Brexit is an unprecedented political, economic and legal phenomenon. The Monckton Brexit Blog gives you expert legal insight and analysis from barristers at Monckton Chambers.
Welcome to the Monckton Brexit Blog
On 23 June 2016, the UK’s voters were asked to give a one word answer to a simple question: “Should the United Kingdom remain a member of the European Union or leave the European Union?”. 52% chose “leave”. However, what comes next is far from simple.
Read the welcome message from Philip Woolfe.
- Securing the English Courts prime slot as a one-stop jurisdiction15 Jul 2016 | by Anneli HowardJust when we thought we almost had it all….. Is there a risk that BREXIT could threaten to steal the English Courts pre-eminent international jurisdiction for large scale commercial disputes? After the UK’s withdrawal from the EU, whether on full exit or the EEA-type model, the Recast Brussels Regulation (“RBR”) will no longer be directly […]
- Competition Damages – Chasing down a cause of action…15 Jul 2016 | by Anneli HowardOnce the UK withdraws from the EU, claimants will no longer have a direct cause of action based on Articles 101 and 102 TFEU nor will they be able to assert a breach of statutory duty under s.2(1) ECA 1972. Similarly, it does not seem likely that ss. 47A(6)(c), 58A and 60 CA98, which refer […]
- Brexit, merger control and potential reforms15 Jul 2016 | by Alison BerridgeWritten by Alistair Lindsay & Alison Berridge In our second post on the implications of Brexit for merger control, we ask whether a new relationship with Europe might prompt amendment to merger control rules in the UK. New jurisdictional thresholds? As described in our earlier post , the most significant changes to the merger control landscape […]
- The EEA Agreement: principles of EEA law14 Jul 2016 | by Michael-James CliftonThe EEA Agreement, often described as the ‘Norwegian model’ extends the Single Market to Norway, Liechtenstein and Iceland. This Monckton Brexit Blog post provides insights into the fundamental principles of EEA law and their role in achieving a level playing field across the Single Market. To view the blog post written by Michael-James Clifton please […]
- EU Law in a transitional period14 Jul 2016 | by Christopher Muttukumaru CBHow should practitioners plan for the uncertain period ahead? What happens to the application of EU Law between now and the enactment of the act of Parliament that will be required to repeal the European Communities Act , as well as to implement into domestic law any successor deal with the EU? Whatever the long […]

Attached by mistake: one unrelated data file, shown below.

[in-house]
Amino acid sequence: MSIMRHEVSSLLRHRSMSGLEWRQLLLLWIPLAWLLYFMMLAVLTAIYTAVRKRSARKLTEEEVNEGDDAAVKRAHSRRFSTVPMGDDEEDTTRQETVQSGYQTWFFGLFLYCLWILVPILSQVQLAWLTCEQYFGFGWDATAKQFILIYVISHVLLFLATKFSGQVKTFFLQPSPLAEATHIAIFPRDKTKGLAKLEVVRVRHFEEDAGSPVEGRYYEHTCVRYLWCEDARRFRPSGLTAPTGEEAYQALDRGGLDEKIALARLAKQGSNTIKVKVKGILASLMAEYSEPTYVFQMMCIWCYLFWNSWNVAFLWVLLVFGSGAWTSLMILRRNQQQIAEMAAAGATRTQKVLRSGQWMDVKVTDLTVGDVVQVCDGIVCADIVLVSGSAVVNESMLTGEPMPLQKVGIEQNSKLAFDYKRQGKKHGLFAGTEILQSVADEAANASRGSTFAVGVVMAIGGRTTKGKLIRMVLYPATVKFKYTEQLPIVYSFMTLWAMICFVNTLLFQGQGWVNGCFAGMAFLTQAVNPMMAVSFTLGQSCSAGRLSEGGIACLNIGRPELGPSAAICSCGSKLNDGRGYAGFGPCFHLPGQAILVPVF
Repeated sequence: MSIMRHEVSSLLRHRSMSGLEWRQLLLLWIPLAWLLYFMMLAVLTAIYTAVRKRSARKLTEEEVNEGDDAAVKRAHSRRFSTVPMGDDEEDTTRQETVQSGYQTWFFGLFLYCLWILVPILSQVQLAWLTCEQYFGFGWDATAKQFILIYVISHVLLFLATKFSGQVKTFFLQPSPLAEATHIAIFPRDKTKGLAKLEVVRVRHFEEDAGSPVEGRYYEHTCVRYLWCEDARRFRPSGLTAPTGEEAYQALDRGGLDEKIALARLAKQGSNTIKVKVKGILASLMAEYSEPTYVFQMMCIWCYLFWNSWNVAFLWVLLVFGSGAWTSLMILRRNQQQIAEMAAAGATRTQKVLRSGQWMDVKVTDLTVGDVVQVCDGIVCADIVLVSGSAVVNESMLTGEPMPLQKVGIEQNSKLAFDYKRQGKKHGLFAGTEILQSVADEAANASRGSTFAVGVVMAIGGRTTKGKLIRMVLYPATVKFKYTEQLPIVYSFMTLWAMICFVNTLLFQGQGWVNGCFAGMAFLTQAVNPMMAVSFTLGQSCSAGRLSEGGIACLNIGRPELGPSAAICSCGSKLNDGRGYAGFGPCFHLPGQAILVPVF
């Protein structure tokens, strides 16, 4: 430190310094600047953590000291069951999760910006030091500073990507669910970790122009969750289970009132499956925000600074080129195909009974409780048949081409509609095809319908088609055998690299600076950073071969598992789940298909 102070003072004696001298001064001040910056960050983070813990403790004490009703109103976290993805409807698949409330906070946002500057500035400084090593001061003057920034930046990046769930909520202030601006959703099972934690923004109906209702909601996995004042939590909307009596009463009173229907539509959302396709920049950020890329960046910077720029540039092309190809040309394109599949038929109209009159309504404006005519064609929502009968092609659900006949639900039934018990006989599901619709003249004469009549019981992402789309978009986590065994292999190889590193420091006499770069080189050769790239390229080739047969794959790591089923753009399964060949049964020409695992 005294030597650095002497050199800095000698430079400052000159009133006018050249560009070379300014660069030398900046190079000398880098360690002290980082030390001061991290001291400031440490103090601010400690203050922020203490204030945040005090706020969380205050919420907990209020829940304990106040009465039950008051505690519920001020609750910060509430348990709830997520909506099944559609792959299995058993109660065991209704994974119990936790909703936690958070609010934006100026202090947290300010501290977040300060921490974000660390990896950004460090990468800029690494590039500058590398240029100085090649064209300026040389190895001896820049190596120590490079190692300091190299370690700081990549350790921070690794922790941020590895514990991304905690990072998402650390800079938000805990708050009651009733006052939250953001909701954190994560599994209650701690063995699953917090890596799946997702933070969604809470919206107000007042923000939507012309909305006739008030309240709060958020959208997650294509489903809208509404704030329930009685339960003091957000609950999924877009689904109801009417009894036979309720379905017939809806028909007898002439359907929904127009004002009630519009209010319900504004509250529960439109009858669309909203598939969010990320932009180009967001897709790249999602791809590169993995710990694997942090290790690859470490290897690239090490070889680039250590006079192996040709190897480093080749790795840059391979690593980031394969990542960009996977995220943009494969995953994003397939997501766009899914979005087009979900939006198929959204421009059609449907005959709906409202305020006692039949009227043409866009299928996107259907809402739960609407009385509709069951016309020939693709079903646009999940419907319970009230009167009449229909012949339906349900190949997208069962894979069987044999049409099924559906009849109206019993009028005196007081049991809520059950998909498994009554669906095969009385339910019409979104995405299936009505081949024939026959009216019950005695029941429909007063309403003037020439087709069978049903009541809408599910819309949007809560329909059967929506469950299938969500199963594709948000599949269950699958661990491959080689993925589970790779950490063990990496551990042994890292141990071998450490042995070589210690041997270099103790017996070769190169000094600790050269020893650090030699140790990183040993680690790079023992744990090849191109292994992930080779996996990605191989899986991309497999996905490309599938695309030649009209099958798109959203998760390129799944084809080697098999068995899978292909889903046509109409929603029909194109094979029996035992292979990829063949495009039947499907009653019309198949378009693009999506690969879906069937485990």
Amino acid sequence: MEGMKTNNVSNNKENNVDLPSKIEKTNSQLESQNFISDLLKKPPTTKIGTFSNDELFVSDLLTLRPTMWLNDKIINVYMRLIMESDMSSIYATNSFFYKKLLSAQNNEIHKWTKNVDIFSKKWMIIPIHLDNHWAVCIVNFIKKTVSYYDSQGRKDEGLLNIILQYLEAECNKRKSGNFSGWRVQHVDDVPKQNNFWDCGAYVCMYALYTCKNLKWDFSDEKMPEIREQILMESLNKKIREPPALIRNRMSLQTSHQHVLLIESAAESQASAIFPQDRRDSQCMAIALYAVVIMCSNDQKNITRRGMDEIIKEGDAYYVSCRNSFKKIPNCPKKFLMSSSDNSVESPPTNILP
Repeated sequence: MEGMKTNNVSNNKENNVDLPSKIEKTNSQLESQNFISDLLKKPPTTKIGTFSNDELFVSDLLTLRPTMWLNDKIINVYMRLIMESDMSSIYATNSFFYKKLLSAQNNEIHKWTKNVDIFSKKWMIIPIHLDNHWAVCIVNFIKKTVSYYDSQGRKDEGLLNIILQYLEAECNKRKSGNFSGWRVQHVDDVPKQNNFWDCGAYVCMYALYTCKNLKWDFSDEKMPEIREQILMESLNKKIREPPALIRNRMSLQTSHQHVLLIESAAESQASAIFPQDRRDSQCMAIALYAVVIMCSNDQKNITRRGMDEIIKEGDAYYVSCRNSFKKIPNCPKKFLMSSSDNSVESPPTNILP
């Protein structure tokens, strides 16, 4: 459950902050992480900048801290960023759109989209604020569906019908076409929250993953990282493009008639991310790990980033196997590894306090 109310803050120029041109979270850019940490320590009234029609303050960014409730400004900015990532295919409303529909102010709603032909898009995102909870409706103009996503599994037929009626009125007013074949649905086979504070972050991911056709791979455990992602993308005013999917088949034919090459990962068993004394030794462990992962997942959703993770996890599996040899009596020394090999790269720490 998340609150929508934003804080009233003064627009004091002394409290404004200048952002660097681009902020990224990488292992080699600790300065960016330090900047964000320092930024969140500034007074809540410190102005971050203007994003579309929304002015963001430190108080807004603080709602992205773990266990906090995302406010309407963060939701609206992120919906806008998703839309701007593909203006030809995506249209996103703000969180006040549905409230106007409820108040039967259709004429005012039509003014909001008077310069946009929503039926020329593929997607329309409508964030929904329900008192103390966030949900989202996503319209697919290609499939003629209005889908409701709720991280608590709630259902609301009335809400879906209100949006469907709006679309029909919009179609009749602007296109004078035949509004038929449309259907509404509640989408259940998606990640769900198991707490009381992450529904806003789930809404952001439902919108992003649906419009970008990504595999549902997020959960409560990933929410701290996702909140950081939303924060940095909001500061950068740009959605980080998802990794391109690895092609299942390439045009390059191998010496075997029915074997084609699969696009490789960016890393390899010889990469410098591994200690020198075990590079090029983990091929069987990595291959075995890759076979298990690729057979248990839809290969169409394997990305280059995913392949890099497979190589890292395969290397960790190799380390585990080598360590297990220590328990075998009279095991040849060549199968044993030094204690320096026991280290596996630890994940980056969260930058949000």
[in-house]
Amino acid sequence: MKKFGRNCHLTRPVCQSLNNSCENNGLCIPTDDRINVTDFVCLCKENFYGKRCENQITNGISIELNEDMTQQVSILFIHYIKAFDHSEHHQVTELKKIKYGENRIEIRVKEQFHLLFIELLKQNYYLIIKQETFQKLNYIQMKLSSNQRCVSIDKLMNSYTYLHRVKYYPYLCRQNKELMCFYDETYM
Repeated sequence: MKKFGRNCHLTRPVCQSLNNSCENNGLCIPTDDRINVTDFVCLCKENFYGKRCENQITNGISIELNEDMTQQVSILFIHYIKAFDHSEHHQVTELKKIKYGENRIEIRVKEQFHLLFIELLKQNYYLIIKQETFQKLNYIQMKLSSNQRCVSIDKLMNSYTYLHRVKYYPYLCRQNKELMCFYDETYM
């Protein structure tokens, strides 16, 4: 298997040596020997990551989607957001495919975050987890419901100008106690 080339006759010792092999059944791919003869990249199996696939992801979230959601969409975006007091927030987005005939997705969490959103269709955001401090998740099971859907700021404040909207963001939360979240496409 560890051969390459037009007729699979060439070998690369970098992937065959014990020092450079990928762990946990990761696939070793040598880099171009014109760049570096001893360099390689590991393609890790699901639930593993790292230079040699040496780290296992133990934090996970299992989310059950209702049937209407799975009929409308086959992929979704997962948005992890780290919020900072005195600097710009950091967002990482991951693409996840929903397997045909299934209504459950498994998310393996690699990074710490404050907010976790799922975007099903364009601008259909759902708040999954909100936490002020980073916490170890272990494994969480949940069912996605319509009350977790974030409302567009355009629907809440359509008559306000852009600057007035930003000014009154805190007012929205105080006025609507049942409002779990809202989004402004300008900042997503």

- State aid post-Brexit13 Jul 2016 | by George Peretz QCIn a blog on this site earlier this week, George Peretz QC discussed various possibilities for the State aid regime after Brexit. That piece, available here, has now been updated to include a discussion of the position of Switzerland. IMPLICATIONS OF BREXIT FOR STATE AID: (1) THE “ICELAND TO TURKEY” OPTIONS As an area that […]
- What does Brexit mean for the UK in WTO?12 Jul 2016 | by Professor Panos KoutrakosIn the light of Brexit, World Trade Organisation (WTO) law has attracted considerable attention. It has been viewed as a possible model governing the future relationship between the UK and the EU (should other options fail), as well as the future trade links between the UK and non-EU states (in the absence of specific trade […]
- The EEA Agreement: roles of the EFTA Surveillance Authority and EFTA Court12 Jul 2016 | by Michael-James CliftonThe EEA Agreement, often described as the ‘Norwegian model’ extends the Single Market to Norway, Liechtenstein and Iceland. This Monckton Brexit Blog post describes the roles and functions of the EFTA Surveillance Authority and the EFTA Court. To view the blog post written by Michael-James Clifton please click here.
- BREXIT – not too late for proper impact assessment?12 Jul 2016 | by Anneli HowardAmid concerns that the referendum was conducted without the public having full knowledge of the facts, there have been increasing clamours for a second referendum. Last week, Sir Richard Branson reportedly had discussions with Theresa May to request a second poll – see here. In yesterday’s press, lawyers have requested the Government to carry out […]
- Theresa May’s speech promises reforms of competition policy and a tougher stance on tax11 Jul 2016 | by George Peretz QCToday’s developments mean that Mrs Theresa May is likely to become Prime Minister on Wednesday 13 July. In her speech delivered this morning (before the news that Mrs Leadsom had withdrawn her candidacy for leadership of the Conservative Party), Mrs May made three points likely to be of particular relevance to readers of this blog. […]